Similarly, high concentrations of Methyl Mercury (MeHg) in yellow-fin tuna (Thunnus albacares) sampled around Galá-pagos waters have been detected [71]. While lead and cadmium levels have been detected in Galápagos Penguin (Spheniscus mendiculus), Flightless Cormorant (Phalacrocorax harrisi) and Waved Albatross (Phoebastria irrorata), a mercury analysis of Galápagos seabirds is currently underway [72]. Therefore, it is of paramount importance to measure the exposure to contaminants of the native and endemic birds of the Galápagos because these contaminants are likely to become a threat in the near future with implications at the individual level and popu-lation health [11, 66, 72] (Tables 1 and 2).

3.6. Geological Events

The Galápagos Islands are volcanic in origin, formed by the eruption of magma generated in the depths of the Earth [73]. This remains a current threat on Isabela and Fernandina Islands, where volcanic activity is frequent and this activity has the potential to affect numerous species, such as Galápagos Penguin (Spheniscus mendiculus), Flightless Cormorant (Phal-acrocorax harrisi), Galápagos American Flamingo (Pho-enicopterus ruber glyphorhynchus) and Mangrove Finch (Camarhynchus heliobates) [9, 74]. Included among potential disasters are wildfires, as happened on Floreana in the 19th century (human origin) which was possibly one of the causes of the Floreana Mockingbird extirpation from the island [75]. Species that occur on single small islands or having restricted range would be at greatest risk from wildfires, such as Floreana Mockingbird (Mimus trifasciatus), San Cristóbal Mockingbird (Mimus melanotis), Española Mockingbird (Mimus mac-donaldi), Mangrove Finch (Camarhynchus. heliobates), Genovesa Ground-finch (Geospiza acutirostris), Genovesa Cactus-finch (Geospiza propinqua) and Medium Tree-finch (Camarhynchus pauper). Tsunamis in last decade have also affected the islands and species that breed on the coast are at risk, such as Galápagos Penguin (Spheniscus mendiculus) and Flightless Cormorant (Phalacrocorax harrisi) (GJU per. obs.). However, this threat is unlikely to affect entire populations, just a few local areas, although they could affect important breeding areas like the Marielas Islets (where there are usually between 50-100 breeding Galápagos Penguins) (Table 1).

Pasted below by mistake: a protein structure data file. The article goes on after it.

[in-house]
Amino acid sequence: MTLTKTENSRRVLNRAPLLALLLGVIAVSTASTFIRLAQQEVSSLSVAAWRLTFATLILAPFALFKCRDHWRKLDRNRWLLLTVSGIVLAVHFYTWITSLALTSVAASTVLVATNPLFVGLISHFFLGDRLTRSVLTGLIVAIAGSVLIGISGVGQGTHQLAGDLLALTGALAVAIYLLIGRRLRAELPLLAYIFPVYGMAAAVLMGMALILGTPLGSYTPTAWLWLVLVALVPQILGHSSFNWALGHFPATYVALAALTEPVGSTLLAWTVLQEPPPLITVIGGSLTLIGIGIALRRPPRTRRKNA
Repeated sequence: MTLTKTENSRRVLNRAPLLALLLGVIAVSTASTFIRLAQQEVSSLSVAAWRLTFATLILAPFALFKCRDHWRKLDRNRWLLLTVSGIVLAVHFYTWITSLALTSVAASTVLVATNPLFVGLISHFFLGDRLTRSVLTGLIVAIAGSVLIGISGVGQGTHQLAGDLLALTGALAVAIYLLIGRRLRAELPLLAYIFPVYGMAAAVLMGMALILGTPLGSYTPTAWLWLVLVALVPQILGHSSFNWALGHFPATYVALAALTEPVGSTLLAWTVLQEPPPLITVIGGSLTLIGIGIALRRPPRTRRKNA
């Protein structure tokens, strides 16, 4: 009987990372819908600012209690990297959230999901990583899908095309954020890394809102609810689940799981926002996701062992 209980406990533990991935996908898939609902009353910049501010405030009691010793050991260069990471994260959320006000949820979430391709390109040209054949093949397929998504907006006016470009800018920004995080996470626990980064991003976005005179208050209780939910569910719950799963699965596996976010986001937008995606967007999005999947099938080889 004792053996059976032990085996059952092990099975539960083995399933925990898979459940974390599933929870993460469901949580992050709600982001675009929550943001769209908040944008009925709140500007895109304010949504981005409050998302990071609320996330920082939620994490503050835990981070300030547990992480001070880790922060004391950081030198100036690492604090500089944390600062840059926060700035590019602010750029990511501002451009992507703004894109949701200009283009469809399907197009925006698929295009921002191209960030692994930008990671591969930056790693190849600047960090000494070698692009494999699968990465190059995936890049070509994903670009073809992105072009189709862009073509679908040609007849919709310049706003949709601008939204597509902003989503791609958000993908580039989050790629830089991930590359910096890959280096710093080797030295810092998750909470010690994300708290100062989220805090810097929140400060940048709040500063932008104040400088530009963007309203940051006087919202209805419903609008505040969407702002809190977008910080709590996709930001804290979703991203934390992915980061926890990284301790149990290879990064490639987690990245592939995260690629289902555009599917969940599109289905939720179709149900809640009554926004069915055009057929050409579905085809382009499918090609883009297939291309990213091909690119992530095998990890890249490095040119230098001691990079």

3.7. Loss of Genetic Diversity

Preserving the genetic diversity is recognized as a priority for the conservation of these avian species [76]. The species with smallest populations in Galápagos are the Mangrove Finch (Camarhynchus heliobates) with less than 100 individuals or Floreana Mockingbird (Mimus trifasciatus) and Galápagos American Flamingo (Phoenicopterus ruber glyphorhynchus) with less of 500 individuals. Species restricted to single islands, such as Genovesa Ground-finch (Geospiza acutirostris), Genovesa Cactus-finch (Geospiza propinqua) and Medium Tree-Finch (Camarhynchus pauper), have a high potential risk from loss of genetic diversity. For example, the population of Floreana Mockingbird (Mimus trifasciatus) on Champion Islet has been lost 39 percent of its heterozygosity, when comparing individuals from 1906 and 2008. The population on Champion Island also differs genetically from the only other population on Gardner by Floreana Island and both likely differ from that of the now-extirpated founder population on Floreana Island [77]. Another example is of the Galápagos Penguin (Spheniscus mendiculus), who showed low genetic diversity in relation with Magellanic Penguin (Spheniscus magellanicus) and Humboldt Penguin (Spheniscus humboldti) [78] (Table 1).

4. DISCUSSION

Until very recently, Galápagos had no bird species present on the list of extinctions [44]. However, the first recorded was the Least Vermilion Flycatcher (Pyrocephalus dubius) [17] although there have been extirpations of birds from some islands in the archipelago [79]. The conservation of long-term of avian diversity on the islands begins with education, prevention, control, mitigation, monitoring and alliances to work together [6].

The pressure of multi- anthropogenic stressors with ass-ociated cumulative impacts by climate change, human intru-sions and disturbance, biological resource use (incidental and direct fishing), invasive and other problematic species, and diseases, pollution (chemical and biological contamination, solid waste, urban sprawl), and loss of genetic diversity can in concert affect the populations of birds in the long term. This can be translated into impacts to the functioning and health of the Galápagos ecosystems and for local eco-tourism activities strongly relying on wildlife; for example, the presence of seabirds and terrestrial birds as icons for touristic attraction.